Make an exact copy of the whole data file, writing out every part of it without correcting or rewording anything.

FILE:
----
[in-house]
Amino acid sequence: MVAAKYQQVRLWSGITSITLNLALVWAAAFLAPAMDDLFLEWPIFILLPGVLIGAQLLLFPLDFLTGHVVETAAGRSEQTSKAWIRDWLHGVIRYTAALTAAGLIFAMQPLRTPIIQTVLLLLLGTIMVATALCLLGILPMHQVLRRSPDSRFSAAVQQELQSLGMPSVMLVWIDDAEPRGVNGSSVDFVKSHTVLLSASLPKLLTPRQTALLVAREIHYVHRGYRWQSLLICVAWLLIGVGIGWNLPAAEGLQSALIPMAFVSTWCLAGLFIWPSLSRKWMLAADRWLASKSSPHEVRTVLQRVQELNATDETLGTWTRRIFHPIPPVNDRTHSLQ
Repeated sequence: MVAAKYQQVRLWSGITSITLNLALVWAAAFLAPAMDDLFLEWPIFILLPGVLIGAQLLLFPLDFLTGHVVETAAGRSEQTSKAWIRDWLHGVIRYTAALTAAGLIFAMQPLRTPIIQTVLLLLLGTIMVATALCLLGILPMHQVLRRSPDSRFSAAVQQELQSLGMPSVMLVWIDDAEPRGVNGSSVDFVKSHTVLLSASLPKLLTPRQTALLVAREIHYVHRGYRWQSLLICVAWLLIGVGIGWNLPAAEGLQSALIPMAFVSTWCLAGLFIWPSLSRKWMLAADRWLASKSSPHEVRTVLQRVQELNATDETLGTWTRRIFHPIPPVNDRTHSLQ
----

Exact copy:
[in-house]
Amino acid sequence: MVAAKYQQVRLWSGITSITLNLALVWAAAFLAPAMDDLFLEWPIFILLPGVLIGAQLLLFPLDFLTGHVVETAAGRSEQTSKAWIRDWLHGVIRYTAALTAAGLIFAMQPLRTPIIQTVLLLLLGTIMVATALCLLGILPMHQVLRRSPDSRFSAAVQQELQSLGMPSVMLVWIDDAEPRGVNGSSVDFVKSHTVLLSASLPKLLTPRQTALLVAREIHYVHRGYRWQSLLICVAWLLIGVGIGWNLPAAEGLQSALIPMAFVSTWCLAGLFIWPSLSRKWMLAADRWLASKSSPHEVRTVLQRVQELNATDETLGTWTRRIFHPIPPVNDRTHSLQ
Repeated sequence: MVAAKYQQVRLWSGITSITLNLALVWAAAFLAPAMDDLFLEWPIFILLPGVLIGAQLLLFPLDFLTGHVVETAAGRSEQTSKAWIRDWLHGVIRYTAALTAAGLIFAMQPLRTPIIQTVLLLLLGTIMVATALCLLGILPMHQVLRRSPDSRFSAAVQQELQSLGMPSVMLVWIDDAEPRGVNGSSVDFVKSHTVLLSASLPKLLTPRQTALLVAREIHYVHRGYRWQSLLICVAWLLIGVGIGWNLPAAEGLQSALIPMAFVSTWCLAGLFIWPSLSRKWMLAADRWLASKSSPHEVRTVLQRVQELNATDETLGTWTRRIFHPIPPVNDRTHSLQ